Nicci Kincer: Pride With Purpose

Photo by Theo Welling

It was the early ’90s when a fourteen-year-old Nicci Kincer came out of the closet. And what she found outside that closet was hostility and fear — and, ultimately, inspiration for her life’s work of making the way easier for the kids coming out today.

“Back then if you were gay, you were the reason AIDS existed,” says Kincer. “The social environment for young people was very bad. There wasn’t anything for us in the way of support or education. I, like many other young LGBTQ+, didn’t have a supportive family, and high school was a nightmare.”

With no resources or support, Kincer’s day-to-day life was a struggle. The help that finally came changed the course of her life.

“To be honest, I wanted to die, and I might have if it hadn’t been for the high school psychologist named Harriet Grazmen,” says Kincer. “She slid me the name and number of an LGBTQ+ youth group called Growing American Youth. Had the administration found out, she probably would have lost her job. That youth group saved my life and planted this seed.”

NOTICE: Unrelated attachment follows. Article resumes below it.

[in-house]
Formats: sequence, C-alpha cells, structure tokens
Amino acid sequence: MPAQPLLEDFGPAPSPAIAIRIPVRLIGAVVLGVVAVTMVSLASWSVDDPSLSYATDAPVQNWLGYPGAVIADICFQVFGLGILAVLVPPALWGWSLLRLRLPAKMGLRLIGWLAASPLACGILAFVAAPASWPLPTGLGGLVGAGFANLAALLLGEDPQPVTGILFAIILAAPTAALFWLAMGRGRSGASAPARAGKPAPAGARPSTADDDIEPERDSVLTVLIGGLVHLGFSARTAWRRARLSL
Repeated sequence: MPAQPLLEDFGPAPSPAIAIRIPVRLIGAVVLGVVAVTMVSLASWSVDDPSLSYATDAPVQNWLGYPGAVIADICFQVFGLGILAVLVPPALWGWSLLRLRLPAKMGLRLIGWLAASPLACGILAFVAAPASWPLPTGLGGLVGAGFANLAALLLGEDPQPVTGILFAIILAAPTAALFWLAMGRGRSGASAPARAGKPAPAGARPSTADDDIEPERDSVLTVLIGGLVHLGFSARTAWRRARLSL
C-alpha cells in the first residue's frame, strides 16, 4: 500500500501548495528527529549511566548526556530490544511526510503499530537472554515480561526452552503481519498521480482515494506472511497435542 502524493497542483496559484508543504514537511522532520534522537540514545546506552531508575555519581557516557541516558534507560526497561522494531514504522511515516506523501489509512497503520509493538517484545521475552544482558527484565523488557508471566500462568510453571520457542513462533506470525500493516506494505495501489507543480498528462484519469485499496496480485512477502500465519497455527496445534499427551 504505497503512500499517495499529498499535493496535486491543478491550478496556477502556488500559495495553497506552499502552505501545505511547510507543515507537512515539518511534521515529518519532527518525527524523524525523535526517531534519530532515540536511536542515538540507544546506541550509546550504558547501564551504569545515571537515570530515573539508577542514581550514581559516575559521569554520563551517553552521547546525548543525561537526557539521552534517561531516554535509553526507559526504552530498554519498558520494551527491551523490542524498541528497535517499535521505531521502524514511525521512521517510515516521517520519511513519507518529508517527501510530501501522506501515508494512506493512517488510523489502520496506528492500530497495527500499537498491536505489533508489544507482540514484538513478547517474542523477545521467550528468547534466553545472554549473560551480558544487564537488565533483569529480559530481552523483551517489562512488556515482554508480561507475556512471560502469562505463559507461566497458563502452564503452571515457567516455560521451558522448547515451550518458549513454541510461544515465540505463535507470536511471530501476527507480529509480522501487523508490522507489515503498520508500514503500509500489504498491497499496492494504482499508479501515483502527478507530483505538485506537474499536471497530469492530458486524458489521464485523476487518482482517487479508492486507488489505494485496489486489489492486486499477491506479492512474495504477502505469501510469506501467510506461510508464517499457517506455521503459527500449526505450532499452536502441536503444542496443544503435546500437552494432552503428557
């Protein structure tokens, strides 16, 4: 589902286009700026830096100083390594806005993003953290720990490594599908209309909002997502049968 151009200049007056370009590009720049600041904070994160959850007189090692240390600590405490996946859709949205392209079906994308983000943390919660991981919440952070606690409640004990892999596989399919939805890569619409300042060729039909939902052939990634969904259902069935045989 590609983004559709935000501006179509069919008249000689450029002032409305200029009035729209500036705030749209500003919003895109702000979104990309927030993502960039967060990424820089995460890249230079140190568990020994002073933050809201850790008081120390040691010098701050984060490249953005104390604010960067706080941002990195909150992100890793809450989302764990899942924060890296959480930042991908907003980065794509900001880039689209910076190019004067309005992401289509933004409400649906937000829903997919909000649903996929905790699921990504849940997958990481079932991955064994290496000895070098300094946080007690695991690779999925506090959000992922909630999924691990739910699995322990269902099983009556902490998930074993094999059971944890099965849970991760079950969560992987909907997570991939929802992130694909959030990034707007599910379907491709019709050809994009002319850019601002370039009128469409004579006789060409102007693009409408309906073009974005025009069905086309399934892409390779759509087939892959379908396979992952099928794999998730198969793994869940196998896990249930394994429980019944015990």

That seed is the desire to be there for kids the way some adults were there for her when she was young and afraid. As the president of Metro East Pride, Kincer had a conversation with Bubby & Sissy’s owner Michael Paynic last summer about what they’d each like to see in a local Pride organization. The two were on the same page; they wanted a festival that prioritized community services for our youth. The result was the two longtime friends founding Alton Pride.

“We want to build a community center equipped with emergency shelter for short-term stay,” Kincer says. “We want to be able to provide whatever resources and support a young person might need in a crisis situation as well as support in the long term.”

Fifty years after Stonewall, Kincer finds it alarming and unacceptable that we still lose so many LGBTQ+ kids to suicide. As she, Paynic, and the board of Alton Pride see it, any celebration should simply be a vehicle to raise resources to help.

“The fight doesn’t stop with marriage equality. It stops when we secure a healthy and prosperous future for our youth,” she says. “One in which turning to self destructive behaviors and/or suicide is never an option.”

Editor’s note: Alton Pride’s first festival was slated for October 3 at the Alton Amphitheater, but has been pushed back to 2021 due to the pandemic.

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